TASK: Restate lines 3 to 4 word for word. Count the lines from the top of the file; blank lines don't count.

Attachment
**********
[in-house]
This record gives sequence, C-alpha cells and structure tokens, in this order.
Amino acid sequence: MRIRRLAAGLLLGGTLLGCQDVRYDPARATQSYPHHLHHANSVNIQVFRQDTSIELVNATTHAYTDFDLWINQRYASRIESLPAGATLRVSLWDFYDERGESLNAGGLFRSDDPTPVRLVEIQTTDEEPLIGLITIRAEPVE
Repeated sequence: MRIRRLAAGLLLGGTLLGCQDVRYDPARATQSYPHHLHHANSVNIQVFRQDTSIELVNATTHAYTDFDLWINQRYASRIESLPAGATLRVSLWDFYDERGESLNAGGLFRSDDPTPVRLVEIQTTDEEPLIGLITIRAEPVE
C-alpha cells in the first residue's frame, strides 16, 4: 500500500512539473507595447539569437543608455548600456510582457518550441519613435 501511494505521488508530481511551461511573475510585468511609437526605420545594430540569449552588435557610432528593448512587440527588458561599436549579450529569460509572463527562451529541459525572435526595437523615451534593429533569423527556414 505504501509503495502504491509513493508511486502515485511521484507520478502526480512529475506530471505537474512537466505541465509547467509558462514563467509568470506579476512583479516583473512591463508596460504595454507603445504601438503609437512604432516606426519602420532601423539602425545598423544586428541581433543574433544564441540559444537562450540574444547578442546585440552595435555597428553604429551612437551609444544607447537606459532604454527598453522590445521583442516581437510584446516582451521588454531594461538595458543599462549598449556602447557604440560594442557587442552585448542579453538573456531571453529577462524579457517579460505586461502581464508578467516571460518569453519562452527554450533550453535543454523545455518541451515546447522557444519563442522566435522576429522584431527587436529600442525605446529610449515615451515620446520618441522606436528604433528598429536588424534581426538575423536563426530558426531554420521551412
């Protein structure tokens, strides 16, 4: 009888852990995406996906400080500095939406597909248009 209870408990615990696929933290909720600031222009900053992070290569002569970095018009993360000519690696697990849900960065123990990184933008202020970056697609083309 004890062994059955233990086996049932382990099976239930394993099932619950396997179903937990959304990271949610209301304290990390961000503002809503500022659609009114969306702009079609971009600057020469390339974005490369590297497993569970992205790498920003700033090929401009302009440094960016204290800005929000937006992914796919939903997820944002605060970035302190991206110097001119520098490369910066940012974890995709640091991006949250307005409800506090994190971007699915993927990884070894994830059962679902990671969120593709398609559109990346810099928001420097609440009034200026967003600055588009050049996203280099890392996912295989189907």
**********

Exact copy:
Amino acid sequence: MRIRRLAAGLLLGGTLLGCQDVRYDPARATQSYPHHLHHANSVNIQVFRQDTSIELVNATTHAYTDFDLWINQRYASRIESLPAGATLRVSLWDFYDERGESLNAGGLFRSDDPTPVRLVEIQTTDEEPLIGLITIRAEPVE
Repeated sequence: MRIRRLAAGLLLGGTLLGCQDVRYDPARATQSYPHHLHHANSVNIQVFRQDTSIELVNATTHAYTDFDLWINQRYASRIESLPAGATLRVSLWDFYDERGESLNAGGLFRSDDPTPVRLVEIQTTDEEPLIGLITIRAEPVE